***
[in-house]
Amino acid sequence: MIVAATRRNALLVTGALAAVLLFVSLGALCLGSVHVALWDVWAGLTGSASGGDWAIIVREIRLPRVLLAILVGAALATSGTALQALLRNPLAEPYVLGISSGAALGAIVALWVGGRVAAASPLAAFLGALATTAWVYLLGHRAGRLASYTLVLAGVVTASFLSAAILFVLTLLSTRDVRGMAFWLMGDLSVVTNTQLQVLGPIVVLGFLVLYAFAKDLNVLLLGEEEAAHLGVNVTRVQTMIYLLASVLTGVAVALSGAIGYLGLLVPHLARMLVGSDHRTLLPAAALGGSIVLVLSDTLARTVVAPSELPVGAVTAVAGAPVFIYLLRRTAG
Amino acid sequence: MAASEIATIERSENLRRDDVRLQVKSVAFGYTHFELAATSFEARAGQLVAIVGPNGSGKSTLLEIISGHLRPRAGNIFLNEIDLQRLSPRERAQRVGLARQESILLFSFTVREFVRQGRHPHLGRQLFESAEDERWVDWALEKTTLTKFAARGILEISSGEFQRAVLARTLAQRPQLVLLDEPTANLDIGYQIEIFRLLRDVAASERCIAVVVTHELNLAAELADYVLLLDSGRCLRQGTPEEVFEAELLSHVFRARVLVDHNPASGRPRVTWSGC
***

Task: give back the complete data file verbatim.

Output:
[in-house]
Amino acid sequence: MIVAATRRNALLVTGALAAVLLFVSLGALCLGSVHVALWDVWAGLTGSASGGDWAIIVREIRLPRVLLAILVGAALATSGTALQALLRNPLAEPYVLGISSGAALGAIVALWVGGRVAAASPLAAFLGALATTAWVYLLGHRAGRLASYTLVLAGVVTASFLSAAILFVLTLLSTRDVRGMAFWLMGDLSVVTNTQLQVLGPIVVLGFLVLYAFAKDLNVLLLGEEEAAHLGVNVTRVQTMIYLLASVLTGVAVALSGAIGYLGLLVPHLARMLVGSDHRTLLPAAALGGSIVLVLSDTLARTVVAPSELPVGAVTAVAGAPVFIYLLRRTAG
Amino acid sequence: MAASEIATIERSENLRRDDVRLQVKSVAFGYTHFELAATSFEARAGQLVAIVGPNGSGKSTLLEIISGHLRPRAGNIFLNEIDLQRLSPRERAQRVGLARQESILLFSFTVREFVRQGRHPHLGRQLFESAEDERWVDWALEKTTLTKFAARGILEISSGEFQRAVLARTLAQRPQLVLLDEPTANLDIGYQIEIFRLLRDVAASERCIAVVVTHELNLAAELADYVLLLDSGRCLRQGTPEEVFEAELLSHVFRARVLVDHNPASGRPRVTWSGC